One of the graduating students I’ve mentioned earlier is a perfect example. He enjoys hiking and is an avid free climber. In the past 2 months of his travels, he has hiked the Tiger Leaping Gorge several times, amongst other places. While hiking isn’t exactly work experience, I’d like to think that he has built up a certain level of resilience and tenacity that is needed to survive in companies.

Distrust in the Corporate Ladder

Amid stories of burnout and disillusionment from those further along in their careers, skepticism about the corporate world is rising. The traditional climb up the corporate ladder appears less appealing, with visible evidence of its toll on the generation before them. Young professionals are increasingly doubtful about the promised rewards, questioning the worth of their youth and vitality spent in cubicles and meeting rooms.

I know of a guy in the hostel who is a university graduate but chose to “tang ping” in the hostel for a while because he knows that what awaits him back home in Shandong is a dying industrial trade that pays little money and no career prospects. He knows that he is just delaying the inevitable but at the same time, he is also searching for new work options while travelling.

Global Influences and Social Media

The digital age has exposed young Chinese to alternative lifestyles and career paths around the world. From digital nomads to entrepreneurs, the stories shared across platforms like Weibo, Douyin, and beyond inspire them to think outside the traditional employment box. This global perspective fosters a belief that there are many ways to define success, and many are not tethered to a desk or a single city.

I’ve witnessed how the exposure on social media and global influences have their pros and cons. I’ve noticed how the locals, especially working adults and business owners are a lot more vocal about the government, voicing their dislikes for certain policies that have been implemented. That’s a stark difference from what I’ve seen a few years back when I was in China. In a particular case, there was a man from Funan in his mid 30s who is adamant that the Chinese government is corrupted and bad, and that the US government is the best in the world simply because Americans are allowed to protest and carry firearms.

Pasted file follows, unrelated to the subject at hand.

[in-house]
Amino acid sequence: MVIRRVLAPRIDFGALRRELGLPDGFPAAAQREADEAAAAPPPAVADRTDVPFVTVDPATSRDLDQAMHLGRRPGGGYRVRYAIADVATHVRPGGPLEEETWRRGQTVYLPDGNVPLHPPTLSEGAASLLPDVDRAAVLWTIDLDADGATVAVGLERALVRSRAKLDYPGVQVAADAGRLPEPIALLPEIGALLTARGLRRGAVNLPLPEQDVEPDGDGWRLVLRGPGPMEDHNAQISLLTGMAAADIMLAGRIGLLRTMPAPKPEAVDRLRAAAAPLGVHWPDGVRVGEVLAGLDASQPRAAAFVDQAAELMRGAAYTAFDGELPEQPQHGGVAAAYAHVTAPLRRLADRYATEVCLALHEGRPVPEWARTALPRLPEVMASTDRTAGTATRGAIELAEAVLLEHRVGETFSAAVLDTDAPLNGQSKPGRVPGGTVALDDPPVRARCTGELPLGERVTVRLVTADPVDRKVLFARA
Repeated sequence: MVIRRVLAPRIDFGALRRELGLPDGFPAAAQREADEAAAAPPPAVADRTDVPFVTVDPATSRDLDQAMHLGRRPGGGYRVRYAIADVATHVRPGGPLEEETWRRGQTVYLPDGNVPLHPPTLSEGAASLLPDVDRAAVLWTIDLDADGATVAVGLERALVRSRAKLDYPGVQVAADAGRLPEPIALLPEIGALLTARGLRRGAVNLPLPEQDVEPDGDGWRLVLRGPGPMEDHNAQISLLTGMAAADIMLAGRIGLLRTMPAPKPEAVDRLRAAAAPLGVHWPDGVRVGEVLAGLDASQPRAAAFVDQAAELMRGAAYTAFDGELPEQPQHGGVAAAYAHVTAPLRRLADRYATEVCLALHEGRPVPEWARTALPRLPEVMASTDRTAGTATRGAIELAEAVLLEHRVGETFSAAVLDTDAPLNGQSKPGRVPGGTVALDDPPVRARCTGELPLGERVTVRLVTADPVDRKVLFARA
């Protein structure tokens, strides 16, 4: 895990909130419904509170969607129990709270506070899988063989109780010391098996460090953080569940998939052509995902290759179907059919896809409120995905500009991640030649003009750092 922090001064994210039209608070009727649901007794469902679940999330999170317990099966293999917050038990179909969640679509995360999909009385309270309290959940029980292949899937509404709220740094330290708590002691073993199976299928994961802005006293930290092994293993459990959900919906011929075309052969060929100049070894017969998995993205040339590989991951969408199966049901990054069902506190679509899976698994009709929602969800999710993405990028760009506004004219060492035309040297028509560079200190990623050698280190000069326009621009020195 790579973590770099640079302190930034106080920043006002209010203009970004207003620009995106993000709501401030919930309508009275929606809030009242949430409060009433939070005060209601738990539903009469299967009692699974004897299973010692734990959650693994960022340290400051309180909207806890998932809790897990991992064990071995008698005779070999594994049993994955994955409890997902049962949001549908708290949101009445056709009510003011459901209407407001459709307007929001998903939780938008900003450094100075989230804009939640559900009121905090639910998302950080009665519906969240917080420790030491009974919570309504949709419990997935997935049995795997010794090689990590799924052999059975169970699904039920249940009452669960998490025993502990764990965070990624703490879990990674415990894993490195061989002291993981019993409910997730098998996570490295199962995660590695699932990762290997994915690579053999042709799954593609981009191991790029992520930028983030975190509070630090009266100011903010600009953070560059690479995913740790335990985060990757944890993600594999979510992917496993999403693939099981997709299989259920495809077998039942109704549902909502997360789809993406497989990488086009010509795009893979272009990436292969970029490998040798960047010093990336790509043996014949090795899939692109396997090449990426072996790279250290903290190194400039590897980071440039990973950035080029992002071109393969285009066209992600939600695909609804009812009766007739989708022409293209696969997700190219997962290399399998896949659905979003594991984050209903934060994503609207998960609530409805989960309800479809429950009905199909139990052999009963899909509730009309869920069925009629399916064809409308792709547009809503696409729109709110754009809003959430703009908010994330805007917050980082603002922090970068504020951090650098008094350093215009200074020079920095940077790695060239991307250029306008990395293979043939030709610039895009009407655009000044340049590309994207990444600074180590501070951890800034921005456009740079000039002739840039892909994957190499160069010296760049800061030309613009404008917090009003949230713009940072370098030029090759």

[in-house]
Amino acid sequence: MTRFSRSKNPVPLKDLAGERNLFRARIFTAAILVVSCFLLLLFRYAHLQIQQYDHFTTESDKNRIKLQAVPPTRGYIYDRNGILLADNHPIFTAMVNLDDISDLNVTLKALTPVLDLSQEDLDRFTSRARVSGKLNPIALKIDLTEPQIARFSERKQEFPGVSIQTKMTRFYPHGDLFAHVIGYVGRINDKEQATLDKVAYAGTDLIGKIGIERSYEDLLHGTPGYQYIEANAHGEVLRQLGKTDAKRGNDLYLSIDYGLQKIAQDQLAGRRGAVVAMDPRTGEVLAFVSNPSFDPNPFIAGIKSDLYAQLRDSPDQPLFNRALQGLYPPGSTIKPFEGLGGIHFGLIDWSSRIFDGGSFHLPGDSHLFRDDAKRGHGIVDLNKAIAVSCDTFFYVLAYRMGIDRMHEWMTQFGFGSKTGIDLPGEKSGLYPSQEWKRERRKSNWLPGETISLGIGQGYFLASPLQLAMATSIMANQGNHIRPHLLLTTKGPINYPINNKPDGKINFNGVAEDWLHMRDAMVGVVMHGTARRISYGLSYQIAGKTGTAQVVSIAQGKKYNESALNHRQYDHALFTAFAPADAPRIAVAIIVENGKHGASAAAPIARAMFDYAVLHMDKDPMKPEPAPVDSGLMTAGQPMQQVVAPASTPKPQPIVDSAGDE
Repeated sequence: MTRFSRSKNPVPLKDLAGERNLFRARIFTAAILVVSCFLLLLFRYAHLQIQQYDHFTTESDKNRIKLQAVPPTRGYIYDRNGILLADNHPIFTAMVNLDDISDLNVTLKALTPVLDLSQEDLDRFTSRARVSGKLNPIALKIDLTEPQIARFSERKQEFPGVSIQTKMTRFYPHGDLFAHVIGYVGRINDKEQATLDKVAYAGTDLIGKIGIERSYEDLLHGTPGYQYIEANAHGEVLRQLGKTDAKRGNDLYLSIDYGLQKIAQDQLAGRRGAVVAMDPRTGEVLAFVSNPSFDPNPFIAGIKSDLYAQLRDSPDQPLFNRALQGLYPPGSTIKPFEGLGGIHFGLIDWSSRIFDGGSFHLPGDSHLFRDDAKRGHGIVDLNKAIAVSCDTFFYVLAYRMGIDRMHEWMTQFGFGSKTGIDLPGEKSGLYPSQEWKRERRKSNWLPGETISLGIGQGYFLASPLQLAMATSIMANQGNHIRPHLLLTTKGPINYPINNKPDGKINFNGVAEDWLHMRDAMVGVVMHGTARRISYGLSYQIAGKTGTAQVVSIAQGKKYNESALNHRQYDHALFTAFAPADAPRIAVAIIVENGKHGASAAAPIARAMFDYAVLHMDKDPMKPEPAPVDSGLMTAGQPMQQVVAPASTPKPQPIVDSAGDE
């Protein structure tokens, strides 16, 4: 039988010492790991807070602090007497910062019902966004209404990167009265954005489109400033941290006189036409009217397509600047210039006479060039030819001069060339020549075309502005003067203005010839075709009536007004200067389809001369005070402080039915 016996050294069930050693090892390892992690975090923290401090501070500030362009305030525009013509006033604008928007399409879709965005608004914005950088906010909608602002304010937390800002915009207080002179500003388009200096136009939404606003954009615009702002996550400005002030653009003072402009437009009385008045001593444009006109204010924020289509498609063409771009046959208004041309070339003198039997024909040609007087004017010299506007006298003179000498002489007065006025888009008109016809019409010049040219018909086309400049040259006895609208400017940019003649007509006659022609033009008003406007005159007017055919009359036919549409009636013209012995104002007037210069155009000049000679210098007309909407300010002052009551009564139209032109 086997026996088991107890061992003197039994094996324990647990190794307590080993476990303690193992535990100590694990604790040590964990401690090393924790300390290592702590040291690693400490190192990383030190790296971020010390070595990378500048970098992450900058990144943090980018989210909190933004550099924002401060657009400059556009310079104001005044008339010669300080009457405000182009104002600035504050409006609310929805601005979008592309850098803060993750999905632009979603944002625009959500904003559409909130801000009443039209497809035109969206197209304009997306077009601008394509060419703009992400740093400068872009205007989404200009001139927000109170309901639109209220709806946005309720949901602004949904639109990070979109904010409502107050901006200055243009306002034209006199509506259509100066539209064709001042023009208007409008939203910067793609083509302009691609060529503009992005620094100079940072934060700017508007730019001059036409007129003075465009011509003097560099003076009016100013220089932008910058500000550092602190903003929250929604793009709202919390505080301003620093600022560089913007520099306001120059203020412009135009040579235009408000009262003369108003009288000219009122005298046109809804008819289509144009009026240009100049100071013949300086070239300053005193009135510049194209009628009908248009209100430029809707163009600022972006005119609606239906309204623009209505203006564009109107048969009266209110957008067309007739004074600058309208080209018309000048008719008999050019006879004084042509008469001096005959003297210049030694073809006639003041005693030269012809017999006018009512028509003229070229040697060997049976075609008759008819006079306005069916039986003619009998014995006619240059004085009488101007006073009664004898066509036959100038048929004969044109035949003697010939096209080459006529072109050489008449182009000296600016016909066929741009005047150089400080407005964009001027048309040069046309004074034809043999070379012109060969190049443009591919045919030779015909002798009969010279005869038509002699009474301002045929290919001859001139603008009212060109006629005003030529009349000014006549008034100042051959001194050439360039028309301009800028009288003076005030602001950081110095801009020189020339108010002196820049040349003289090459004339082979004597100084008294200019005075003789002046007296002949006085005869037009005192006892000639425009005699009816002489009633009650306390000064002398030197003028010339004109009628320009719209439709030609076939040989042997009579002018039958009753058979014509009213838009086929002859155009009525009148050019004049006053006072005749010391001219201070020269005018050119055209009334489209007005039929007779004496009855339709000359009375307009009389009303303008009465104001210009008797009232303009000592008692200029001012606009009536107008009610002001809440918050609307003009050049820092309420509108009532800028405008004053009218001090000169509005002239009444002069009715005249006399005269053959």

I believe that there’s no perfect government or country, but it was impossible to have a proper conversation with him because he was stuck with his belief because that’s what influencers on Douyin are saying. And because influencers aren’t paid to speak, he believes that they must be right. My parting thoughts to him was that he should travel and visit the US before making such convictions. But at the same time, I also met a student who’s studying in Nanning and is on a holiday. He seemed more informed about the world and social media and is willing to accept new ideas and make his own informed decision. He intends to work in the media industry after graduating, which is in line with what he is studying.

It’s really not about “tang ping”

I know many Singaporeans make snark comments about the younger generation, especially when they choose to deviate from the traditional norm and choose to live a different life, be it “tang ping” or something else.

The “tang ping” lifestyle is not merely about doing less. it’s a profound statement on personal values and a redefinition of success. It speaks to a desire for autonomy over one’s choices and a life that values well-being over wealth. What Chinese graduates need to navigate and find out for themselves, is to create their own definition of what it means to live a good life.

For many young Chinese today, while they may choose to “tang ping” today, but deep within, they know that they are still searching for the path forward to live a meaningful life.

To these friends whom I’ve met over the course of my travels, I hope you manage to find the path you seek.


  1. Thank you for sharing your insights. Its very interesting and it gives a true understanding of what the Chinese younger generation’s expectations and hopes. Do share more, enjoy reading your posts.